Tuesday, March 20, 2012


This was my very first Blogpost, posted on Monday June 9th 2008 - there has been a lot of water under the bridge since then. I thought that as I haven't Blogged for a while I might celebrate my return in a small way by reposting the first of my, to date, 227 postings.

"""""""""" For most of my life I have spent a lot of time thinking and reading about the existential questions. Who am I? Where did I come from? Where am I going? Is there life after death? What does the word God mean? What is ultimate reality? what is the nature of consciousness? - the questions are endless. The answers are partial, and scratching the existential itch continues unabated.

The photograph above is of a sculpture by the early twentieth century artist Marcel Duchamp. To me it symbolises the conundrum of existence. What is the meaning of what we see here? These are familiar things, a stool and a bicycle wheel. Placed in their own contexts of riding on and sitting on we can make sense of these objects. When juxtaposed in an incongruent way we are puzzled and confused. They remind me of other incongruousness. Young innocence and painful death. The good dying young. The fullness and richness of life ending in death. The pain of love. Evil so often seeming to triumph. Injustice and suffering. What does it all mean?

My life up to this point in time has been a very rich and meaningful one; full of happiness as well as suffering just like most people. But the ultimate questions remain. What have you learnt? what are some of your partial answers? """""""""""""""

What have I learned since this first posting? - In some areas more than I can possibly say here, but in terms of ultimate things, I think the descriptions of the transcendent reality we quest for, the answers to all our questions are beyond human language. I also think that if the answers could be put into language we human beings do not have a brain that is capable of understanding these answers.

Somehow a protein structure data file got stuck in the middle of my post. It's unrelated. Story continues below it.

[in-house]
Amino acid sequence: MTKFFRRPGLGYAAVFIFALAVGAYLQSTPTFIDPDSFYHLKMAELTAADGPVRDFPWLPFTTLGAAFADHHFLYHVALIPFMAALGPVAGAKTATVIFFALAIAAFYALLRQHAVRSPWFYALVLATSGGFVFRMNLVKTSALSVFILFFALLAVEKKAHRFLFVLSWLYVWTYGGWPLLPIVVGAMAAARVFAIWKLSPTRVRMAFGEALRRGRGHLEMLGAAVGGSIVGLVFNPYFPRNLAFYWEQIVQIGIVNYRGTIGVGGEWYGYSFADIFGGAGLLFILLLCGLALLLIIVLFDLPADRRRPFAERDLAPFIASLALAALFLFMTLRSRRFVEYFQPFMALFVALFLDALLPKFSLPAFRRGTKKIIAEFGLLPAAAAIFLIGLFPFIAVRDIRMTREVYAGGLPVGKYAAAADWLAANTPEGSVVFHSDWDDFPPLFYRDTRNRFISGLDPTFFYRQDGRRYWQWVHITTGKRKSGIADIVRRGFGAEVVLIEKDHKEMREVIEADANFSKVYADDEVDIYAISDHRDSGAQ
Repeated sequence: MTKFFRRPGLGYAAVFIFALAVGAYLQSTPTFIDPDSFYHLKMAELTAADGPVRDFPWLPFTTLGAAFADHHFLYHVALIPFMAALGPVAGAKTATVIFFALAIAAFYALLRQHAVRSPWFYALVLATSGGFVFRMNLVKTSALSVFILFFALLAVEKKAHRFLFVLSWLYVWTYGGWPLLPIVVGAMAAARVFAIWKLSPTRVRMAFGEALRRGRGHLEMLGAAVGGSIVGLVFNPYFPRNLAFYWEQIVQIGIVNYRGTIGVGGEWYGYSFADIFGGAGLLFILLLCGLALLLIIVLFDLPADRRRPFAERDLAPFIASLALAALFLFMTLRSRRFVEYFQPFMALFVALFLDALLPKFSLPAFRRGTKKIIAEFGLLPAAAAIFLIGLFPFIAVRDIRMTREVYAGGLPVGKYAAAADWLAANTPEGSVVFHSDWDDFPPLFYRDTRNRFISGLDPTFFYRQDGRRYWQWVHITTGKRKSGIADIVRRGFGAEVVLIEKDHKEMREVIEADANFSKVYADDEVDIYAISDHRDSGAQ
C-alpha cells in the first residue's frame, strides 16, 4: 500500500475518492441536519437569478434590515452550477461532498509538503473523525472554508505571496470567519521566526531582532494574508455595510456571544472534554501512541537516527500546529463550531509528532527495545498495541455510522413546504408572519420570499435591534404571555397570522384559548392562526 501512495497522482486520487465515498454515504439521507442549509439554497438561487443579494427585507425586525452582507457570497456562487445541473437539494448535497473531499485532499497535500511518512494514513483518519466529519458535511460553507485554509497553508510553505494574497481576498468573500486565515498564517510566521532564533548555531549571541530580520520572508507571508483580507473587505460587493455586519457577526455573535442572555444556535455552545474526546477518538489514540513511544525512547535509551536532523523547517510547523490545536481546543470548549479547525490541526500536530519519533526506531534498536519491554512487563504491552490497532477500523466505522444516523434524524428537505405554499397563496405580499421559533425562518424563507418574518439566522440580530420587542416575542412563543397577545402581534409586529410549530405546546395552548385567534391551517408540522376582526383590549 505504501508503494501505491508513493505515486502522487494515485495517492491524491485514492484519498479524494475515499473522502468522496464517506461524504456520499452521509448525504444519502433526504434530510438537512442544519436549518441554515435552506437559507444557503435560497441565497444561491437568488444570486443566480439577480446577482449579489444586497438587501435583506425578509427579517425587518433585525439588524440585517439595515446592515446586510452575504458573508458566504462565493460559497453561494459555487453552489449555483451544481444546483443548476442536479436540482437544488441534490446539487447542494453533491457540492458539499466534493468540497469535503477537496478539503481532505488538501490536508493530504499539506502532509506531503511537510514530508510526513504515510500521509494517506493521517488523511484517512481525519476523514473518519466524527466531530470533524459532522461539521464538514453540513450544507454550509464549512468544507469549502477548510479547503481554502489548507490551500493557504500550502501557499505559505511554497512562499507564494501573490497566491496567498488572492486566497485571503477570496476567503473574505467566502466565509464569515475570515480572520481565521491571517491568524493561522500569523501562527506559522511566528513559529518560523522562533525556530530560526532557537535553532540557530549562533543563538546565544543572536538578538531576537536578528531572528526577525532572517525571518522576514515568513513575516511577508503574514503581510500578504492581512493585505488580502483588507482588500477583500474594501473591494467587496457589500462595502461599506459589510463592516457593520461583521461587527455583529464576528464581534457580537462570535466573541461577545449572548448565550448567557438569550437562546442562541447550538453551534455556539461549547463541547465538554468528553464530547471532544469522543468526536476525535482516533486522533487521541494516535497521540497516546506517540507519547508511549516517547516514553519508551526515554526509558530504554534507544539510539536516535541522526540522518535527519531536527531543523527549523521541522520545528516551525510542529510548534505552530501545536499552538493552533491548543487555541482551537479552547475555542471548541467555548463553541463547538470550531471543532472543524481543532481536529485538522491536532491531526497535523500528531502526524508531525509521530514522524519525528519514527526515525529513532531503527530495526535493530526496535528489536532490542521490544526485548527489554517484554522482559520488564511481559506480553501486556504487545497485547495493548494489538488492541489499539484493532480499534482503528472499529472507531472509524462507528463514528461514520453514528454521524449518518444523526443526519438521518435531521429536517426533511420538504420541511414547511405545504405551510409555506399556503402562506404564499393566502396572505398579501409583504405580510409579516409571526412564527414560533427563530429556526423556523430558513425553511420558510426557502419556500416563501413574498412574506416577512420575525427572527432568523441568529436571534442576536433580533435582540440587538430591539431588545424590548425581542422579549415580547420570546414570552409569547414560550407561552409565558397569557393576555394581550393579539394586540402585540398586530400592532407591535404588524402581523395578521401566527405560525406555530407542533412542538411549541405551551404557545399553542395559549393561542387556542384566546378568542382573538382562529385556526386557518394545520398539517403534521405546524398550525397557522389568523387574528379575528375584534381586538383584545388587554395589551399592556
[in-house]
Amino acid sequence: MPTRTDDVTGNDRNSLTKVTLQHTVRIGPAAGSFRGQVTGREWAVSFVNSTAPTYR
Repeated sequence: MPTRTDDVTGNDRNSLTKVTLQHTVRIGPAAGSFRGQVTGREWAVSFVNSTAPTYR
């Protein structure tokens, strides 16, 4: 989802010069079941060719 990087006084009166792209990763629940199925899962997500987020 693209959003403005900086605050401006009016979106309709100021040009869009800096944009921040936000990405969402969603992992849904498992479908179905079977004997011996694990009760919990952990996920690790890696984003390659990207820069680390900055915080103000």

So how do we approach these questions? How do we find meaning for our lives? I feel that it is possible to approach transcendental experience through the safe discipline of Meditation, to gather understandings beyond language through the Arts and through experience of the natural world (especially by sailing : > ) - But ultimately the best and deepest way to experience meaning that goes beyond language is through love - Love in all its manifestations of giving, and in all its sacrifice.

"God is Love" so the saying goes - I feel that's the best definition of the word 'God' I have experienced to date - Love attends to both the Logos and the Mythos of our natures - Love enables a marriage between our rational intellects and the creativeness that exists at the boundary of our non rational dreaming selves, and transcendent reality - that love is both a feeling and a commitment.

Psychology portrays love as a cognitive phenomenon with a social cause. It is said to have three components in the book of psychology: Intimacy, Commitment, and Passion. Also, in an ancient proverb love is defined as a high form of tolerance within a context of compatibility - - can't disagree with any of that.



Ben said...

Hi Alden,
You see far more than I do. The art picture I recognize as a wheel truing stand I have at home.
Building a bycicle wheel is very satisfying and gives peace of mind.
Like the way you blog. One time deep digging the other time telling stories of happiness.

Alden Smith said...

You said, "Building a bicycle wheel is very satisfying and gives peace of mind" - I am glad that it works that way for you, in fact anything and everything we do where we lose ourselves does just that for us (peace of mind, satisfaction) - the key is to lose "self" - it is the "self" that gets in the way with most of what we try and do.

I am very interested to read you recognise this artifact! of course - this is exactly what a road cyclist would use to re-spoke a wheel with!!! I wonder whether the French artist was aware of that when he contrived this art work??? !!